In fact, one of the distinctive teachings of Mormonism is the central role of Gethsemane—that our Lord’s suffering in the Garden was not simply an awful anticipation of Calvary, but that it was also redemptive in nature. Luke is the only Gospel writer who mentions that the Savior’s agony in the Garden was of such magnitude that it caused him to sweat blood. This passage is disputed by some biblical scholars who identify it as of later origin and one that could have been utilized or omitted by those involved in the centuries-long controversy over the humanity and divinity of Jesus. We know from King Benjamin (see Mosiah 3:7) as well as from a revelation to Joseph Smith (see D&C 19:18) that the sobering incident of the bloody sweat was historical, real, and meaningful. We know further from President Brigham Young that the withdrawal of the Father’s Spirit from His Son—a direct result of Jesus becoming, in Paul’s language, “sin for us” (2 Corinthians 5:21; see also Galatians 3:13) and thereby assuming the burden and effects of our temptations, sins, pains, afflictions, infirmities, and sicknesses (see Alma 7:11–13)—is what caused the only perfect being to bleed from every pore.
It is inevitable that over time individuals and whole faith communities begin to define themselves, at least to some extent, against what others believe and thus emphasize most strongly those doctrinal distinctives that make them who they are. So it was with the hours of the Atonement. Because we had come to know, through the Book of Mormon and Doctrine and Covenants, the purposes for the Master’s pains in the Garden, we seem to have begun to place a greater stress upon Gethsemane than upon the cross. As time has passed, however, the leaders of the Church have begun to emphasize the need for a balance, to speak of the importance of both Gethsemane and the Crucifixion and to emphasize that what began in Gethsemane was completed on Golgotha.
At a First Presidency Christmas devotional, President Gordon B. Hinckley stated, “We honor His birth. But without His death that birth would have been but one more birth. It was the redemption which He worked out in the Garden of Gethsemane and upon the cross of Calvary which made His gift immortal, universal, and everlasting.”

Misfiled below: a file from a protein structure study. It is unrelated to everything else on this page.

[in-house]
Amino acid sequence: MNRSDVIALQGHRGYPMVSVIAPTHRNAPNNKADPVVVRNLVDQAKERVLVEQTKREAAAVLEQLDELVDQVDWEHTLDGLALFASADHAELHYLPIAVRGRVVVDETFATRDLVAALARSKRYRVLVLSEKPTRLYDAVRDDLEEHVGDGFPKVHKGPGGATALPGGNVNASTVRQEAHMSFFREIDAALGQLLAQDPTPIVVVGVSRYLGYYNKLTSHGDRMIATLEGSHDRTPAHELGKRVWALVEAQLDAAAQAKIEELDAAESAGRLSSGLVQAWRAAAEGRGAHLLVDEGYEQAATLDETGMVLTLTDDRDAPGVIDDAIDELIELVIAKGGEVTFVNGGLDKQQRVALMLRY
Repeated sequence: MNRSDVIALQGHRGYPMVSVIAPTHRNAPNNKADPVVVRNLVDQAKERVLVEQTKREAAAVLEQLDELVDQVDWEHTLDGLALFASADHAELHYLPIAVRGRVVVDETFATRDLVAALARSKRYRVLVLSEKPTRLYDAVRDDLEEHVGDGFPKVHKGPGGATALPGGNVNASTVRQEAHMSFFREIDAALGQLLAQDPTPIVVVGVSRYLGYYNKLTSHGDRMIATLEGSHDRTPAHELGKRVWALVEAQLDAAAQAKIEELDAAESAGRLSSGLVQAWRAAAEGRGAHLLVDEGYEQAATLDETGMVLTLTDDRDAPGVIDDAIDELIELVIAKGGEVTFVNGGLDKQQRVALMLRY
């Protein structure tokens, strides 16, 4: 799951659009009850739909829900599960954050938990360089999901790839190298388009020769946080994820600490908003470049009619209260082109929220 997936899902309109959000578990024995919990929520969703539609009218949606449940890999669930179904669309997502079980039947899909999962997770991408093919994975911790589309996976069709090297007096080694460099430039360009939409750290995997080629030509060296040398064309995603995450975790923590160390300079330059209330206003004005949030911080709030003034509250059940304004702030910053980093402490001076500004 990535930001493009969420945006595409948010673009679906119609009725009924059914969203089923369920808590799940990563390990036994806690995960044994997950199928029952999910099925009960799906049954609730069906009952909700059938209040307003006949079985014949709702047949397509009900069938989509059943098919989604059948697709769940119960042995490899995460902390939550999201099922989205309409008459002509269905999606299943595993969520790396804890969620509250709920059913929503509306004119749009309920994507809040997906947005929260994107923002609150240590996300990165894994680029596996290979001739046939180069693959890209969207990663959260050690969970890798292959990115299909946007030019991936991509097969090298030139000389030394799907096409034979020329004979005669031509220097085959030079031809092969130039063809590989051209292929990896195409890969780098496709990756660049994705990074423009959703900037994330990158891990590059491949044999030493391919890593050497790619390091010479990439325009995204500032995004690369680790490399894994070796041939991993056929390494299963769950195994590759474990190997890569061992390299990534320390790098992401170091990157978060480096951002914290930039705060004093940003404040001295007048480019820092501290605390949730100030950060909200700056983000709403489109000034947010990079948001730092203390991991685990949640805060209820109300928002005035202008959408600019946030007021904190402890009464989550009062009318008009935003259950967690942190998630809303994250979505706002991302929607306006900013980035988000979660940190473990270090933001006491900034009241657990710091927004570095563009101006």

More recently, President Hinckley observed that the way we live our lives—patterned after the only sinless being to walk the earth—is the great symbol of our Christianity. He went on to add that “no member of this Church must ever forget the terrible price paid by our Redeemer, who gave His life that all men might live—the agony of Gethsemane, the bitter mockery of His trial, the vicious crown of thorns tearing at His flesh, the blood cry of the mob before Pilate, the lonely burden of His heavy walk along the way to Calvary, the terrifying pain as great nails pierced His hands and feet. . . . We cannot forget that. We must never forget it, for here our Savior, our Redeemer, the Son of God, gave Himself, a vicarious sacrifice for each of us.”
“Do you have a testimony of the Savior of the world?” President Hinckley has asked. “Do you know that He was the first Begotten of the Father? Do you know that actually He was the Only Begotten of the Father in the flesh? Do you know that He left His royal courts on high and came to earth, born under the humblest of circumstances? He walked the dusty roads of Palestine, and gave His life on the cross of Calvary for you and me.”